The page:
So my answer would be a qualified yes, I believe they were the best teams. But this is not the best way to determine who the best teams are.

  • JIM LEHRER:

    Vince Young, the Texas quarterback, has he — does he play like this all the time? Or was this just an extraordinary night he had?

  • JOHN FEINSTEIN:

    He always does in that stadium.

  • JIM LEHRER:

    Is that right?

  • JOHN FEINSTEIN:

    A year ago he had 429 total yards in the Rose Bowl against Michigan. It wasn't a national championship game but he seems to love playing in Pasadena.

    Maybe the NFL ought to move a team back to Los Angeles and make him the quarterback. But he has — what the pro scouts say is that his improvement over the last two years has been remarkable. He's huge for a quarterback, six foot five, 230 pounds, great runner. But his arm seems to be getting better and better.

    And he might have played his way into being the number one draft pick because even though everybody thinks Reggie Bush, the Heisman Trophy winner, will go with the number one pick. The Houston Texans right now have the number one pick. Vince Young is from Houston, Texas.

  • JIM LEHRER:

    For those that don't follow football that closely, when you say number one pick, this is among all the NFL teams, the worst record team gets to pick first and you think maybe this guy, Vince Young, if he's in the draft.

  • JOHN FEINSTEIN:

    Right, which is not a certainty.

  • JIM LEHRER:

    Because he is a junior.

  • JOHN FEINSTEIN:

    Right and so is Reggie Bush but they are both probably going to come out, give up their last year of eligibility, be in the draft.

    The feeling has been Bush was so good this year he'd be number one. But if you are the Houston Texans and you have a hometown kid with this kind of potential, maybe you have to take him.

  • JIM LEHRER:

    John, just for those who are not professionals as you are, watching this game last night, it wasn't just Bush and young, it seemed there were some extraordinary performances by an awful lot of these kids on both teams.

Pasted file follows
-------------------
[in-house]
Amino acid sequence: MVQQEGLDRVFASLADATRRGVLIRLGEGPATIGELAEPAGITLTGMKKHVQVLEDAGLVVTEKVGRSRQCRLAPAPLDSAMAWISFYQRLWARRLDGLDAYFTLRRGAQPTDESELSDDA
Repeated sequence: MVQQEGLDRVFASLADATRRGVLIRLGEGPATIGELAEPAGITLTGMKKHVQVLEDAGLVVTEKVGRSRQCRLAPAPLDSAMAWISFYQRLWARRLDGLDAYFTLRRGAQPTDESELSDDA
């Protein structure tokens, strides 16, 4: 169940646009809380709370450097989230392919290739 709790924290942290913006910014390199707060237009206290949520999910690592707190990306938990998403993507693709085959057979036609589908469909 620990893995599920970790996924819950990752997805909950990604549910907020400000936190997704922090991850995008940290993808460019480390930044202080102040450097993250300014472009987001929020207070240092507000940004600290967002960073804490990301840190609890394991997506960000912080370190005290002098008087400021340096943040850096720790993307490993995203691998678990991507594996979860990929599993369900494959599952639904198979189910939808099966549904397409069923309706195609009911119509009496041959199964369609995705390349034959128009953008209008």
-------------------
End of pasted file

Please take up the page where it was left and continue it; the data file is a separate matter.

• JOHN FEINSTEIN:

    Right.

  • JIM LEHRER:

    These really were good football.

  • JOHN FEINSTEIN:

    Oh they were superb football teams. Both Pete Carroll, the Southern Cal coach, and Mack Brown the Texas coach who now does not have to answer questions now about whether he can win a big game, have put together great talent, particularly on offense.

    This was an offense-dominated game, thus the 41-38 final score. But these — there are great athletes on the line. The speed of the linemen now, these guys weigh over 300 pounds Jim, and they can run like deer. And you're right, there was talent all over the field.

  • JIM LEHRER:

    The play-by-play announcers gave a lot of credit to the coaches that you just mentioned. Did they deserve it?

  • JOHN FEINSTEIN:

    Yes, I think what Pete Carroll has done rebuilding Southern Cal is one of the more remarkable coaching jobs of the last 20 years. This was a great program fallen on hard times when he took over and they'd won 34 straight games before last night.

    And Mack Brown, again, Texas hadn't won the national championships since 1969, once one of the great powers in college football. He's now restored that.

  • JIM LEHRER:

    So coaches do make a difference.

  • JOHN FEINSTEIN:

    Oh, they do make a difference because they have to recruit great players.

  • JIM LEHRER:

    Not just what they do on the field.

  • JOHN FEINSTEIN:

    Long before they get on the field.

  • JIM LEHRER:

    Got it, John, thanks a lot.

  • JOHN FEINSTEIN:

    Thank you, Jim.